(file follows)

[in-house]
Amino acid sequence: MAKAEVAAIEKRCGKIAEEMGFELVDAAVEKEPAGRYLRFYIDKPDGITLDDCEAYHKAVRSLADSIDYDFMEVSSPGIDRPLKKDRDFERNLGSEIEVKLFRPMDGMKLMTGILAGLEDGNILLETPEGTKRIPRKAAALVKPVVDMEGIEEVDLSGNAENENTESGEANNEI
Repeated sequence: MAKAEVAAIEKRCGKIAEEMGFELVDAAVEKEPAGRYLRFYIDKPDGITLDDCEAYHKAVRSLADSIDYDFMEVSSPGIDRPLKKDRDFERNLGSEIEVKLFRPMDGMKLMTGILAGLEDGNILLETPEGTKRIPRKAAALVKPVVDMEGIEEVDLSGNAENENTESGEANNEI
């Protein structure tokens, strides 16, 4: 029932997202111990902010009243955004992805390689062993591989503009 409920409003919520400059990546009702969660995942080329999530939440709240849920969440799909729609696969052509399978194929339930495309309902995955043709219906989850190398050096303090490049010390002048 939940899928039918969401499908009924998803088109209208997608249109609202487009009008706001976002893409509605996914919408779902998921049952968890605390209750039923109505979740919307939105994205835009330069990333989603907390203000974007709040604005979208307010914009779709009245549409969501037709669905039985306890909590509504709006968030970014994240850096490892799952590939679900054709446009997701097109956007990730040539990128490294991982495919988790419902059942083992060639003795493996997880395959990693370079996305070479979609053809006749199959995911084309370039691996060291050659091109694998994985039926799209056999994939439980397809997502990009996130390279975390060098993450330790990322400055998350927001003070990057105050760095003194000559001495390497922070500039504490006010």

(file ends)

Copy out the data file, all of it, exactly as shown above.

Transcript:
[in-house]
Amino acid sequence: MAKAEVAAIEKRCGKIAEEMGFELVDAAVEKEPAGRYLRFYIDKPDGITLDDCEAYHKAVRSLADSIDYDFMEVSSPGIDRPLKKDRDFERNLGSEIEVKLFRPMDGMKLMTGILAGLEDGNILLETPEGTKRIPRKAAALVKPVVDMEGIEEVDLSGNAENENTESGEANNEI
Repeated sequence: MAKAEVAAIEKRCGKIAEEMGFELVDAAVEKEPAGRYLRFYIDKPDGITLDDCEAYHKAVRSLADSIDYDFMEVSSPGIDRPLKKDRDFERNLGSEIEVKLFRPMDGMKLMTGILAGLEDGNILLETPEGTKRIPRKAAALVKPVVDMEGIEEVDLSGNAENENTESGEANNEI
């Protein structure tokens, strides 16, 4: 029932997202111990902010009243955004992805390689062993591989503009 409920409003919520400059990546009702969660995942080329999530939440709240849920969440799909729609696969052509399978194929339930495309309902995955043709219906989850190398050096303090490049010390002048 939940899928039918969401499908009924998803088109209208997608249109609202487009009008706001976002893409509605996914919408779902998921049952968890605390209750039923109505979740919307939105994205835009330069990333989603907390203000974007709040604005979208307010914009779709009245549409969501037709669905039985306890909590509504709006968030970014994240850096490892799952590939679900054709446009997701097109956007990730040539990128490294991982495919988790419902059942083992060639003795493996997880395959990693370079996305070479979609053809006749199959995911084309370039691996060291050659091109694998994985039926799209056999994939439980397809997502990009996130390279975390060098993450330790990322400055998350927001003070990057105050760095003194000559001495390497922070500039504490006010």